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Not that I bid you spare her the pain;
XI. Is it done? Take my mask off! Nay, be not morose; It kills her, and this prevents seeing it close: The delicate droplet, my whole fortune's fee! If it hurts her, beside, can it ever hurt me?
Now, take all my jewels, gorge gold to your fill,
A STORY OF PORNIC.
OH, the beautiful girl, too white,
Who lived at Pornic down by the sea, Just where the sea and the Loire unite !
And a boasted name in Brittany She bore, which I will not write.
Her flesh was the soft seraphic screen
To just see earth, and hardly be seen, And blossom in heaven instead.
Yet earth saw one thing, one how fair!
One grace that grew to its full on earth : Smiles might be sparse on her cheek so spare,
And her waist want half a girdle's girth, But she had her great gold hair.
iv. Hair, such a wonder of Alix and floss,
Freshness and fragrance-floods of it, too ! Gold, did I say? Nay, gold 's mere dross :
Here, Life smiled, “ Think what I meant to do!” And Love sighed, " Fancy my loss! ”
v. So, when she died, it was scarce more strange
Than that, when some delicate evening dies, And you follow its spent sun's pallid range,
There 's a shoot of colour startles the skies
As they put the little cross to her lips,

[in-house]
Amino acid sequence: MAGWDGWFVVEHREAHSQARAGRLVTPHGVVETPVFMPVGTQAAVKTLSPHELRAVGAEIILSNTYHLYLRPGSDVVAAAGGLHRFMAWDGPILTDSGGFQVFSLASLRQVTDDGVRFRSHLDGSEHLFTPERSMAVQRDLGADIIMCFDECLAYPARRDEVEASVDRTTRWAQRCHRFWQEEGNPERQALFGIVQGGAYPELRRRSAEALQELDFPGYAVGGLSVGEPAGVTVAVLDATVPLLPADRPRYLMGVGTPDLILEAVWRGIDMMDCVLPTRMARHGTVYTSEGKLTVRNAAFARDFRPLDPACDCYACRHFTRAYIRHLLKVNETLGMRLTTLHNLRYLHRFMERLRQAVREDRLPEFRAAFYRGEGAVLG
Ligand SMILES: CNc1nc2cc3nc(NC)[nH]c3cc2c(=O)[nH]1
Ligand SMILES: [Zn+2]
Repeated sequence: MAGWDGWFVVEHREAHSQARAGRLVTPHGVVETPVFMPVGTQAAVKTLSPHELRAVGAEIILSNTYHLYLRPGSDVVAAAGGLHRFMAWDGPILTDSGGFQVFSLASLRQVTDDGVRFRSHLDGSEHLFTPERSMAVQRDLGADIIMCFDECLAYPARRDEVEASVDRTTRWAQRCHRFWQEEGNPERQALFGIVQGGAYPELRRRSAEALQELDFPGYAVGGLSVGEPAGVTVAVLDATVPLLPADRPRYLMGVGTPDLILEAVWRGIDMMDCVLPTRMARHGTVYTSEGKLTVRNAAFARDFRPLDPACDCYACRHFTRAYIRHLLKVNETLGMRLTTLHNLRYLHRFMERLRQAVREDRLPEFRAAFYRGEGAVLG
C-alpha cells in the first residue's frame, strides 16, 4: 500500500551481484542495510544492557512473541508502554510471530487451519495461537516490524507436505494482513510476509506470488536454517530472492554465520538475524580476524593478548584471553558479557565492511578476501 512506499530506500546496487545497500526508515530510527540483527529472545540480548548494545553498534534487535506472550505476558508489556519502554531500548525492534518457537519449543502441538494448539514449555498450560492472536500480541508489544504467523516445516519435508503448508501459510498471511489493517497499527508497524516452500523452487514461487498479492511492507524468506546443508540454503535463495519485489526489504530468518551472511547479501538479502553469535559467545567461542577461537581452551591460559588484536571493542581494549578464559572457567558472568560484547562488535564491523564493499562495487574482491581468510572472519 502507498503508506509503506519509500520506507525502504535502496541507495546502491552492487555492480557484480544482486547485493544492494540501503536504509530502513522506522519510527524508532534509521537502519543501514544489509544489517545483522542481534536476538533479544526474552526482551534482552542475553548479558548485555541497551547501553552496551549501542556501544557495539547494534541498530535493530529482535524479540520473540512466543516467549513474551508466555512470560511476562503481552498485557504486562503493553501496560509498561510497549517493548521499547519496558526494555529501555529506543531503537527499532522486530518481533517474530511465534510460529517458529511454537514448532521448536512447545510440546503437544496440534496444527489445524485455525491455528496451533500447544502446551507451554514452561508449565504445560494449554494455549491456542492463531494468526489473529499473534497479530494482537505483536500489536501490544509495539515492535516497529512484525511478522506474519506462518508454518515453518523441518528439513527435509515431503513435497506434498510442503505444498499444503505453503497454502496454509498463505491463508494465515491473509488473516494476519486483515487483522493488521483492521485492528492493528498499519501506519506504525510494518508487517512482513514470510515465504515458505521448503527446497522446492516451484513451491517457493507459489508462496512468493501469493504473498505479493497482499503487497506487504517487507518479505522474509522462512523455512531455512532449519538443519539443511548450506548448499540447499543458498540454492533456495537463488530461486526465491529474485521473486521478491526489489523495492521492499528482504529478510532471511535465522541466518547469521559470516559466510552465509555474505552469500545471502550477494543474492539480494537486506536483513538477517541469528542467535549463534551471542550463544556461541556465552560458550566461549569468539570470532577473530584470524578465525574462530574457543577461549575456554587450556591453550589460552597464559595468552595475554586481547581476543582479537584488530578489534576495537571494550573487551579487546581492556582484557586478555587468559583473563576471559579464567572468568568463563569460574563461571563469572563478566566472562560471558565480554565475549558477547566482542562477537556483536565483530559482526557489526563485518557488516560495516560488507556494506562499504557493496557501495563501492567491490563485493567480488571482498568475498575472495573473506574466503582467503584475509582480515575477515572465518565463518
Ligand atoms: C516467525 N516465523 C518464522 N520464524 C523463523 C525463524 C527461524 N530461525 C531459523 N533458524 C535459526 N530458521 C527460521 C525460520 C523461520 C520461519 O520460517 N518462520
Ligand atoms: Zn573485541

A spark from her eye in mid-eclipse,
“Not my hair !" made the girl her moan
“ All the rest is gone or to go; “But the last, last grace, my all, my own,
“ Let it stay in the grave, that the ghosts may know ! “ Leave my poor gold hair alone!”
Her parents sobbed their worst on that,
For indeed the hair was to wonder at, As it spread—not flowing free,
And coiled beside her cheeks, like a cap,
To her breast, pressed flat, without a gap l' the gold, it reached her gown.
'Mid the yellow wealth, nor disturbed its hair : E'en the priest allowed death's privilege,
, As he planted the crucifix with care On her breast, 'twixt edge and edge.
And thus was she buried, inviolate
Of body and soul, in the very space By the altar ; keeping saintly state
In Pornic church, for her pride of race,
Though your mouth might twitch with a dubious smile, As they told you of gold both robe and pall,
How she prayed them leave it alone awhile, So it never was touched at all.
XIII. Years flew ; this legend grew at last
The life of the lady; all she had done, All been, in the memories fading fast
Of lover and friend, was summed in one Sentence survivors passed :
To wit, she was meant for heaven, not earth;
Had turned an angel before the time : Yet, since she was mortal, in such dearth
Of frailty, all you could count a crime Was—she knew her gold hair's worth.
xv. At little pleasant Pornic church,
It chanced, the pavement wanted repair, Was taken to pieces : left in the lurch,
A certain sacred space lay bare, And the boys began research.
A benefactor,-a bishop, suppose,
Dame with chased ring and jewelled rose,
When the corpse is presumed to have done with gauds Of use to the living, in many ways:
For the boys get pelf, and the town applauds, And the church deserves the praise.